How to Use Power Automate with Calculated or Roll-Up Fields
Posted on: July 27, 2020 | By: Guy Logan | Microsoft Dynamics CRM
Several years back, Microsoft first introduced calculated and roll-up fields in Microsoft Dynamics CRM. Over the last few years, they’ve provided great functionality to the system and have been constantly used in our client projects. However, one of the key limitations we’ve discovered is that you cannot trigger workflows or reference them in a workflow or business rule.
That’s when Power Automate Flows can step in to help. But how does it work in Microsoft Dynamics CRM? Let’s consider the following scenario to see what it looks like in action:
You have a custom entity called “Subscription” that has a start and end date. Our requirement is to create an opportunity using a workflow 30 days from the end date, and we want this to run in the background automatically. How do we copy this date to a “regular” field in Microsoft Dynamics CRM and trigger a workflow? We have found that a calculated field is available in a Power Automate process. And a key feature of Power Automate is that you have the option to run a flow on a scheduled basis. Running the workflow against all Subscription records where the calculated field contains data will give us the solution we need.
How to Set Up Power Automate Flows
1. Make sure Power Automate Flows are activated on your CRM. If you go to any Account record and don’t see it as a menu choice, you will need to activate this in the Power Platform Admin panel. To do this:
Go To Power Platform > Select Instance > Settings > Product > Behavior > Show Power Automate on Forms. We suggest that you also enroll in a Power Automate subscription for at least one admin account that will be used to run flows. This will give unlimited flow runs. (Yes, Microsoft meters these!)
2. In the Subscription entity, create a calculated field called Days Until Expiration to show the number of days until expiration of the subscription. We use the end date in our calculated field formula as below:
3. In the subscription entity, create a Whole Number field called Days Until Expiration Trigger. This will be used to hold the value of the calculated field and to copy the calculated field days from Step #1. You can hide this field and still use it in a workflow.
4. Next, create a three-step flow process that runs once every 24 hours (you can change this to run on any schedule you choose). This will copy the calculated field from Step #1 to the field in Step #2 as follows:
Start by creating a new flow using a schedule.
Set the required Interval and Frequency.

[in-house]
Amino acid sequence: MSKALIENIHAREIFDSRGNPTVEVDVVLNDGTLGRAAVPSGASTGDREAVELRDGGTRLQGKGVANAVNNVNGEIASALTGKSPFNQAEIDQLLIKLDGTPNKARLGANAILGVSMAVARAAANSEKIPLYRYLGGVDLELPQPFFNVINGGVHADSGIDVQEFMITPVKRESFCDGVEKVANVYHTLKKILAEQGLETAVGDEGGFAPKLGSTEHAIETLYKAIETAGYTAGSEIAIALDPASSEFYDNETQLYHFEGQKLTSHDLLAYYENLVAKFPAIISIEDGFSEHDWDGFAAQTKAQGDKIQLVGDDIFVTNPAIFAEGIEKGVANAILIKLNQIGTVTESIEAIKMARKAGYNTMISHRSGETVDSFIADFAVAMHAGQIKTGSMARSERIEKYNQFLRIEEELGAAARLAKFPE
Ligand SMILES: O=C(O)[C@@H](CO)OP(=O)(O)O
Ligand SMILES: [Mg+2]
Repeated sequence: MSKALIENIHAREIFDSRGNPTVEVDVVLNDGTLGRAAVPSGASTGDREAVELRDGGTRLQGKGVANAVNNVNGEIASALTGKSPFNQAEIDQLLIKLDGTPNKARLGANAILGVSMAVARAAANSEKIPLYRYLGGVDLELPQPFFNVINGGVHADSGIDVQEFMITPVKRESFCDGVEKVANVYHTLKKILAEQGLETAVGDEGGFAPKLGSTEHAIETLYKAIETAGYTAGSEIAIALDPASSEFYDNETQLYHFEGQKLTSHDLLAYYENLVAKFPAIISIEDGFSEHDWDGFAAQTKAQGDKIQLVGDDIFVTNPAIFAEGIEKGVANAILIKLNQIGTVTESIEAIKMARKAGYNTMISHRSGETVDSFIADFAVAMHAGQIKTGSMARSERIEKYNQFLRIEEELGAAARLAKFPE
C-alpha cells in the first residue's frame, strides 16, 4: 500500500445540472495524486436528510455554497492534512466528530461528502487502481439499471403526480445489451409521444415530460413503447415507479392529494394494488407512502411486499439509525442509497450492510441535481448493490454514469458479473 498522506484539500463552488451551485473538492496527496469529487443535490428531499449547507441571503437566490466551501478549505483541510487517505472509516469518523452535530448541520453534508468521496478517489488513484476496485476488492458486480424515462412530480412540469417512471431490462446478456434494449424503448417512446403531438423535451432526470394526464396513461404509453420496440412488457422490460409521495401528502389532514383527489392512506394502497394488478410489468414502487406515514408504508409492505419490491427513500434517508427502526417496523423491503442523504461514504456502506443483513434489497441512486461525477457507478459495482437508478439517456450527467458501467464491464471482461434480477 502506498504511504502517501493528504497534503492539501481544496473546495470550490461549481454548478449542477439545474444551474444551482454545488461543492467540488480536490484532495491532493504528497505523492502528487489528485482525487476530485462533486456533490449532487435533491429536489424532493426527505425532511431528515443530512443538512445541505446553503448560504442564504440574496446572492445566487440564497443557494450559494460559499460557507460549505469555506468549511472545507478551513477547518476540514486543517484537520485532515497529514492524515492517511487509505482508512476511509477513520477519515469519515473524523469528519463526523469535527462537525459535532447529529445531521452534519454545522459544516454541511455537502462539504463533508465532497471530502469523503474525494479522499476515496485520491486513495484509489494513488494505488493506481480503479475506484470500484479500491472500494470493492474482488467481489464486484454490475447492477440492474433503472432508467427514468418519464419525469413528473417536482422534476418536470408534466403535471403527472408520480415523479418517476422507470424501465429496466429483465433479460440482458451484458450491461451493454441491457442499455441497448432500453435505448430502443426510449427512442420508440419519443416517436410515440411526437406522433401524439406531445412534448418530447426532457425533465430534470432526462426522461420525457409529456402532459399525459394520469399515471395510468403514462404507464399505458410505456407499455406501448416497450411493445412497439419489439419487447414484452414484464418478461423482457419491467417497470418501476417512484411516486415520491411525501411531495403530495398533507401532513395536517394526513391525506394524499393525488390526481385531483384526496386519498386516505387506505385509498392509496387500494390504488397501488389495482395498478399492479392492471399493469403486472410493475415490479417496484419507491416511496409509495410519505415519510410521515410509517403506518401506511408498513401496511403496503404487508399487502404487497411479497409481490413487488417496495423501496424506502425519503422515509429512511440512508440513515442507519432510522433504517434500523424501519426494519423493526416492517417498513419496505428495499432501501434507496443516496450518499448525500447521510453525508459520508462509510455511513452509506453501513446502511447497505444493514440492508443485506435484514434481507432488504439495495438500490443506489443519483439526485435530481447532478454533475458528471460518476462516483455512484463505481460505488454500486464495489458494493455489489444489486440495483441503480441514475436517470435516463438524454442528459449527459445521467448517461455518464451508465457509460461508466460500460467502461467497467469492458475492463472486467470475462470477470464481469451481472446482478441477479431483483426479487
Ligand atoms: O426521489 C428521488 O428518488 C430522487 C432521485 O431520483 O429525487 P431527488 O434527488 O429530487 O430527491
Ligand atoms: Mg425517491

Add a Step from the common data service called “List Record” with a filter query. Use the schema name of your company and “daysuntilexpiration” in the filter query field. Click here for a good reference article on various filter queries.
Add another Step and look for the control Apply to Each. Then place your cursor in the Select output from previous steps box. The Dynamic Content Dialog box will pop up. Select Value from the list.
Stay within this step and click on the icon Add an Action.
This will pop up a list of Common Data Service Actions. Select Update a Record.
Click on the Update a Record bar and expand Advanced Options. Add the two fields from selections as noted below by placing your cursor in the box and selecting from the pop-up dialog. Note the Field selected for the Days Until Expiration trigger is the Calculated Field-Days Until Expiration. This is the key to the whole solution – Power Automate Flows exposes this field and allows copying!
Now save and test your flow to see if the flow works (Create at least one subscription record with a start and end date to test). The workflow will run every 24 hours to update all subscription records that have data in the calculated field.
Variations of This Method
1. Create the Flow to be an Instant – from Blank and add a 2nd step to directly update other fields on the record the record. The flow will trigger each time the calculated field changes for one record.
Add the necessary steps to directly update other records that an internal workflow would usually handle. This eliminates the need for other workflows. Keep in mind, the method demonstrated here to update a field is very handy to use with triggering Business rules for a form. The functionality can be applied to a roll-up field.
Still want to know more about how you can use Power Automate Flows to start automating complicated processes in Microsoft Dynamics CRM? Talk to us today to get an expert consultation from Logan Consulting on how you can use Microsoft Dynamics CRM to its fullest capabilities.
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